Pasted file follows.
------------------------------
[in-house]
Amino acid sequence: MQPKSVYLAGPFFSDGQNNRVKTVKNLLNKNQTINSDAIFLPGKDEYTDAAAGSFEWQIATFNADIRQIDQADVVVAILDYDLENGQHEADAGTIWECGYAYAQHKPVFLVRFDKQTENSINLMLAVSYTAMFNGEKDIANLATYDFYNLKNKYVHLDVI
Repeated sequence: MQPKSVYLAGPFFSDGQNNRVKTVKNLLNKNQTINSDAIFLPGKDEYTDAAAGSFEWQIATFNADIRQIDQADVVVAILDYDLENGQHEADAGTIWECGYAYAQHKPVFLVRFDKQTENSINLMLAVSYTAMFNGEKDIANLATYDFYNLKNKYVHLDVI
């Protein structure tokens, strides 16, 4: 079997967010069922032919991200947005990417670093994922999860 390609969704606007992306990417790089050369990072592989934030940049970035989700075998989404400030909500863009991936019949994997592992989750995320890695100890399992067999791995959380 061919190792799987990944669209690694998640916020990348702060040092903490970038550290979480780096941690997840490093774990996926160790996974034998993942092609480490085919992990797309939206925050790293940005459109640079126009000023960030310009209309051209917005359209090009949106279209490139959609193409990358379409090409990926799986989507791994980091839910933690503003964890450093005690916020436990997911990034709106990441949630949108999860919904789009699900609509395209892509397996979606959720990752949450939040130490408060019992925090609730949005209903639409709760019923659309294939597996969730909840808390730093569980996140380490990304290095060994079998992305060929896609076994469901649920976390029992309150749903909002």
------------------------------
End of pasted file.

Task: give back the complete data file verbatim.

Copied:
[in-house]
Amino acid sequence: MQPKSVYLAGPFFSDGQNNRVKTVKNLLNKNQTINSDAIFLPGKDEYTDAAAGSFEWQIATFNADIRQIDQADVVVAILDYDLENGQHEADAGTIWECGYAYAQHKPVFLVRFDKQTENSINLMLAVSYTAMFNGEKDIANLATYDFYNLKNKYVHLDVI
Repeated sequence: MQPKSVYLAGPFFSDGQNNRVKTVKNLLNKNQTINSDAIFLPGKDEYTDAAAGSFEWQIATFNADIRQIDQADVVVAILDYDLENGQHEADAGTIWECGYAYAQHKPVFLVRFDKQTENSINLMLAVSYTAMFNGEKDIANLATYDFYNLKNKYVHLDVI
């Protein structure tokens, strides 16, 4: 079997967010069922032919991200947005990417670093994922999860 390609969704606007992306990417790089050369990072592989934030940049970035989700075998989404400030909500863009991936019949994997592992989750995320890695100890399992067999791995959380 061919190792799987990944669209690694998640916020990348702060040092903490970038550290979480780096941690997840490093774990996926160790996974034998993942092609480490085919992990797309939206925050790293940005459109640079126009000023960030310009209309051209917005359209090009949106279209490139959609193409990358379409090409990926799986989507791994980091839910933690503003964890450093005690916020436990997911990034709106990441949630949108999860919904789009699900609509395209892509397996979606959720990752949450939040130490408060019992925090609730949005209903639409709760019923659309294939597996969730909840808390730093569980996140380490990304290095060994079998992305060929896609076994469901649920976390029992309150749903909002």